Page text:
Real Estate

South may see 20% fall in land prices

Anil Urs Bengaluru | Updated on January 16, 2018 Published on December 05, 2016

With demonetisation, fall in land prices is widely anticipated

30% predicted for Mumbai, 50% for NCR

After demonetisation, the quick developments in price corrections, increasing transparency and the possibility of REITs is likely to see Indian residential property move back into the preferred investment category in five years.

“While the real estate business has currently taken a step back because of the demonetisation, it now stands on a very strong foundation for long-term growth as more reforms are in the pipeline,” said Anuj Puri, Chairman & Country Head, JLL India.

‘Welcome reforms’

The reform developments like demonetisation and also the effort to bring in the Real Estate Regulatory Act (RERA), the government has made rapid forward strides in removing major inconsistencies in the system.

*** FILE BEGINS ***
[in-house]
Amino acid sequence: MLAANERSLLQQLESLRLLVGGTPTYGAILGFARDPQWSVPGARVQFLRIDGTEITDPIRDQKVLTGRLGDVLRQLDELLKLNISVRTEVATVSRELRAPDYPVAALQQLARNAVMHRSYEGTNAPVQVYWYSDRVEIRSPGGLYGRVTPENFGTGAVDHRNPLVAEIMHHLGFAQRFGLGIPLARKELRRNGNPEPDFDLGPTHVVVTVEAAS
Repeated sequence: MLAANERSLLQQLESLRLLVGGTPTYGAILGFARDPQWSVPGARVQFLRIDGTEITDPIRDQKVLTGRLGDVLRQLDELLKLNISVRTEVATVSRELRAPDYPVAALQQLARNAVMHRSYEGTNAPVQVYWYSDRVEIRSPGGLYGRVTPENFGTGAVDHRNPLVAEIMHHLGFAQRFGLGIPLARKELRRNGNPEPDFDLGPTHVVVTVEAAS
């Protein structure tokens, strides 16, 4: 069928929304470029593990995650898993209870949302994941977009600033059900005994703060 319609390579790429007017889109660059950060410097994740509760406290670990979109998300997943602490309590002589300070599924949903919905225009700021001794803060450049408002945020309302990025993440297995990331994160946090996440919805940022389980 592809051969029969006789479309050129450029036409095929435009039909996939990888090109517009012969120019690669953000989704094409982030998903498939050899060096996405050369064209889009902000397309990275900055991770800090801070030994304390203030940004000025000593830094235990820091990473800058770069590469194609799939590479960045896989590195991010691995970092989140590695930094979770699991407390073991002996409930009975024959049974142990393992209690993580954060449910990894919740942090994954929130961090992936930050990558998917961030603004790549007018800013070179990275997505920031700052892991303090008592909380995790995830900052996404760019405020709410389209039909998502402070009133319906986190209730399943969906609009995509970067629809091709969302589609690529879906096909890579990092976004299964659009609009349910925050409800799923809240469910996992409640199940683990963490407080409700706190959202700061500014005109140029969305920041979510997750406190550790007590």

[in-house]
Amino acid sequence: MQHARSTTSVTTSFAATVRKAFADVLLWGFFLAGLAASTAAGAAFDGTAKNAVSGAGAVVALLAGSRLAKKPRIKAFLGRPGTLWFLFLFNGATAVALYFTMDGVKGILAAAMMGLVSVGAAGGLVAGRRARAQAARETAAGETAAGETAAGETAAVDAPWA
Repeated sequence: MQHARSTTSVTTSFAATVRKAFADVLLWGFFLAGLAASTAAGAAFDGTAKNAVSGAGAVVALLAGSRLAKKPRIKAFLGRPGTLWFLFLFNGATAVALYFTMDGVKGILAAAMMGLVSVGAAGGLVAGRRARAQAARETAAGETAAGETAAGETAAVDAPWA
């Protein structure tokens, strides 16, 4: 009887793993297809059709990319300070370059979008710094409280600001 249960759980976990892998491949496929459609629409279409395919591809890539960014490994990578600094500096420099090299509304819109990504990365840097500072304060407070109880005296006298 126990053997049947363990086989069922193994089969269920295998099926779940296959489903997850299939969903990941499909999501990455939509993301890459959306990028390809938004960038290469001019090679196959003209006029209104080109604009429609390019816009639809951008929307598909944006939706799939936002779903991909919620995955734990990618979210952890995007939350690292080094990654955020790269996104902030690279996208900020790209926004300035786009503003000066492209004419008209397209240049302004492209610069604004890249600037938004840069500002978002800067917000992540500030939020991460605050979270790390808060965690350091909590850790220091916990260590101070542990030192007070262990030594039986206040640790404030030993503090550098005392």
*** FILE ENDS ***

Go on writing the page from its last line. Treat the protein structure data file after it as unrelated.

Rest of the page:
The riskiness previously associated with Indian realty is rapidly reducing as the government is also bringing in the Benami Transactions Bill and the Goods and Services Tax (GST) is set to be implemented.

“Equity investments at such times (reforms) can work extremely well for long-term investors. In the midst of this changing composition of debt and equity for developer books, there will also be a shift in the deployment trends,” he added.

With demonetisation, it is widely anticipated that land prices will come down. M Murali, Managing Director of Shriram Properties, said, “Approximate estimations say southern states may witness 20 per cent fall in land prices while Mumbai and NCR may witness a fall of 30 per cent and 50 per cent respectively corroborated with the cash components involved in the transactions hitherto.”

Plus point

The plus of demonetisation is that it is expected to bring substantial amount of funds to the troubled real estate sector. “Developers will be able to have a handle on costs through the life of the projects,” said Surendra Hiranandani, Chairman & Managing Director, House of Hiranandani.

“Since 2010 there has been a lot of pain in the market where developers sold properties at low prices and then were hit by severe inflation, resulting in a large number of projects remaining uncompleted,” he added.

Published on December 05, 2016
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